An aerial view of the National Museum of Brazil is seen after a devastating fire on Sept. 3 in Rio de Janeiro. (Buda Mendes/Getty Images)
Like many of my contemporaries, I have adjusted may consumption of news in the midst of what appear to be culture wars, constant turmoil and official attacks on the free press. It is very hard to find objective sources of news. Newspapers are facing a huge crisis with the change in the way that Americans consume news. The combination of continuous cable television news and the Internet have made most printed documents a kind of index or commentary on the news rather than the news itself. I could go on and on about how difficult it is to get a sense of the truth in a post-truth society, but that really isn’t the point of this particular journal entry. I just want to start with the simple fact that lately, I have been spending less and less time seeking to keep up with the news.
One item in the news over the past few days that has captured my imagination has been the horrific fire that consumed the National Museum of Brazil in Rio de Janeiro. I keep looking at the pictures of the gutted shell of the building that housed the largest collection of natural history treasures in Latin America. Countless artifacts have been forever lost. The museum didn’t only hold artifacts from Brazil, but also items from all around the world. The images of the burned out shell seem to illustrate so well the deep loss to the world of the opportunity to come face to face with irreplaceable and unique ways of gaining insight into the past.
As the grandfather of a grandson who spent his summer reading about, studying, and engaging in imaginative play around ancient Egypt, I couldn’t help but notice that among the treasures lost was a collection of Egyptian artifacts that included mummies and many associated burial items from ancient Egyptian tombs.
The loss of history is a devastating reality.
The current news cycle about the fire seems to be a round of blaming and anger over what is perceived by some to be the Brazilian government’s mismanagement and neglect of the country’s cultural heritage. Recent budget cuts have resulted in less funds to protect the places of curation of the objects of the nation’s history.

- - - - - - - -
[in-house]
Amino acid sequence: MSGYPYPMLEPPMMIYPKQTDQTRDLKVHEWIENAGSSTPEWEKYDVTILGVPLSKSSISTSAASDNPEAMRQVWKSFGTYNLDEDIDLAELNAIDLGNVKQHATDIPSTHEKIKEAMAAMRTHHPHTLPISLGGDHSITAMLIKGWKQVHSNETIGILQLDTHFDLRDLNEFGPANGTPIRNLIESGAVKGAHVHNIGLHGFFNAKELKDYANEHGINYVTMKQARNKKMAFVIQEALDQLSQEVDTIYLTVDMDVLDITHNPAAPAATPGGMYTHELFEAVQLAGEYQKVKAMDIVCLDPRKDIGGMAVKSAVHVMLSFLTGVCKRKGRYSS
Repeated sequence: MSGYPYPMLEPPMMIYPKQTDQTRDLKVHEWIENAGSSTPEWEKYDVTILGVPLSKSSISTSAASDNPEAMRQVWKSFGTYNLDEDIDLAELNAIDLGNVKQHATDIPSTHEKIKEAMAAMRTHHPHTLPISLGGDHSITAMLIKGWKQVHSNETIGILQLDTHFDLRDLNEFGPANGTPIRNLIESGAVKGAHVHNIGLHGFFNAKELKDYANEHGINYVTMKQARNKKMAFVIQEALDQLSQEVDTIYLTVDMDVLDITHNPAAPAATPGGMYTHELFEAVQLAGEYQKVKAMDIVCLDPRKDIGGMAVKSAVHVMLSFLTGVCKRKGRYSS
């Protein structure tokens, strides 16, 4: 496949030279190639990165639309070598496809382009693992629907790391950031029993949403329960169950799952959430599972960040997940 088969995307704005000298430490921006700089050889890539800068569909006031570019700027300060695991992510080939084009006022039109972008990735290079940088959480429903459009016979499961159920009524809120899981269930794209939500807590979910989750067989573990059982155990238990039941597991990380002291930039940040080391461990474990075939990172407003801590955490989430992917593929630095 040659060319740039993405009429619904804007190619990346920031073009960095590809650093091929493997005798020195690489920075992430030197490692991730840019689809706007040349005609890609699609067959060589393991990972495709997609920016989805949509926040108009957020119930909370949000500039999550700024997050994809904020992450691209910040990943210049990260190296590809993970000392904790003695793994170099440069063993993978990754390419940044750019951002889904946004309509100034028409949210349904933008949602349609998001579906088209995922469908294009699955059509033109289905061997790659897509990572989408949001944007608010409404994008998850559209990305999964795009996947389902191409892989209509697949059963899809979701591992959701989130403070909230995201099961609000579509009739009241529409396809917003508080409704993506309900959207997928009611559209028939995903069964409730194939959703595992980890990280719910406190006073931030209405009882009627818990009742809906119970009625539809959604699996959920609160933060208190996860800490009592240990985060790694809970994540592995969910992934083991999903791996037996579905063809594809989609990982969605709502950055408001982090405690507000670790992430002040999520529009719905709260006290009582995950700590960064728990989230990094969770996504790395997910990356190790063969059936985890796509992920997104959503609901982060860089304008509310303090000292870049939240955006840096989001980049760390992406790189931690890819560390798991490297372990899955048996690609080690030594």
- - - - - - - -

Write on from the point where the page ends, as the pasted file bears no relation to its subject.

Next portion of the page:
It is not just government that poses threats to the long term protection of historical objects around the world. And it is not just Brazil that is in danger of losing priceless treasures from its past. In June a fire destroyed the Aberdeen Museum of History in Aberdeen, Washington, which contained thousands of local artifacts.
In 1958, a fire at the Museum of Modern Art in New York City destroyed one of Claud Monet’s largest “Water Lilies” paintings and several other woks were severely damaged. Much of the collection survived only through heroic efforts of museum staff and the fact that the museum had the funds to be in the process of protecting its artifacts. The fire itself came from a building remodeling that included installing air conditioning to protect the collection. Some of the damage to paintings came from water produced by the building’s standpipes, a form of fire suppression. The Museum of Modern Art was considered at the time to be “fireproof,” with state of the art for the time systems.